rating: 3 of 5 stars
This is one of those books you read for the artistry of its construction: they vivid yet impersonal style of the language, the POV shifts, the abstract-concreteness of it. This is the kind of book that I imagine my sophomore year Creative Writing Seminar Professor choosing, to go along with all of those stories that were so thought-provoking and had such poignant language, but that I didn’t quite “get.” Yet what makes Boice’s novel unusual is its here-and-now, popular culture subject: the life of a (fictional) professional basketball player.
This subject has probably been done a number of times by a number of authors. I would wager that it has been glorified to the extreme on one end, and written to evoke sympathy bordering on tears on the other. Yet MVP does neither of those, or else it does both: it shows the ostentatiousness of a professional athlete’s lifestyle and expectations from life, as well as the simplicity of a child’s dreams and how difficult it is to live those dreams out. You hate the protagonist even while you are pitying him. In any work of modern art, I find that ambivalence is the key to artistry, and so this is a work of “modern” fiction.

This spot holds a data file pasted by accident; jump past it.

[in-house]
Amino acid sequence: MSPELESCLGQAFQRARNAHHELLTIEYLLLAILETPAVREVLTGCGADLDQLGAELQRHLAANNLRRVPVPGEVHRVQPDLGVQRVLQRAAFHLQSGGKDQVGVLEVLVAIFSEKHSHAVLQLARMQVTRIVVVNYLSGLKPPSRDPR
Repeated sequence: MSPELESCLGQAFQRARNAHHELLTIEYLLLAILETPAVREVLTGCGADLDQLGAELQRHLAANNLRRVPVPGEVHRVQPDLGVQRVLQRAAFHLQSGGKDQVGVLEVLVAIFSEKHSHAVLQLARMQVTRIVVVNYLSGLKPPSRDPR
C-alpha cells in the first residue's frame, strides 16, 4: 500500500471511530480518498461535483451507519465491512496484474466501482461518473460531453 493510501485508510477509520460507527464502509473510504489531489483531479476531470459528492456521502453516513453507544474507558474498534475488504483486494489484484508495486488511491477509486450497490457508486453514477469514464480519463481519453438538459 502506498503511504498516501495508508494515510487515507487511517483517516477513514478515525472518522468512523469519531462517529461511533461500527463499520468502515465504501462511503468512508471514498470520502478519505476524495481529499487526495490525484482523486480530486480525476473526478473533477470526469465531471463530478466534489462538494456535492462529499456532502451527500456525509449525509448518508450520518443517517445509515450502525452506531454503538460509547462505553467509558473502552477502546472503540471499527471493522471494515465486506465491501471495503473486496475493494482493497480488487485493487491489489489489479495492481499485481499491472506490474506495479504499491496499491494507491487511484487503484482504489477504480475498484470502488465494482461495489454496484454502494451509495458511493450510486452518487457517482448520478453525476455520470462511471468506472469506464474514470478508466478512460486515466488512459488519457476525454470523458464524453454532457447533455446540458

I wish I could find an English teacher or school board willing to try teaching this book to kids in inner-city high schools. Catcher in the Rye and The Great Gatsby are great and certainly well written, but this would probably be my choice of material to teach because not only would there be good writing to model and interesting themes to pursue, but the kids might actually find something in this novel they can relate to. Even I, a suburban white girl, found something to relate to in Gilbert’s struggles for selfhood and self-ownership, and the fact that I can imagine many of my former jerk-off classmates actually becoming interested within the first chapter makes me keen to try my theory. However, my efforts would probably end in MVP landing on the banned book list and me landing out the door on my tush. Sex and drug use is not skirted in this novel, nor should it be for the subject it is addressing and the stare-in-the-face manner it uses to tackle that subject. I believe high school juniors and seniors would be up to the task of facing these references and descriptions, with which they are most likely already familiar. Sadly for me—and for most high schoolers out there—school administrations will never agree.
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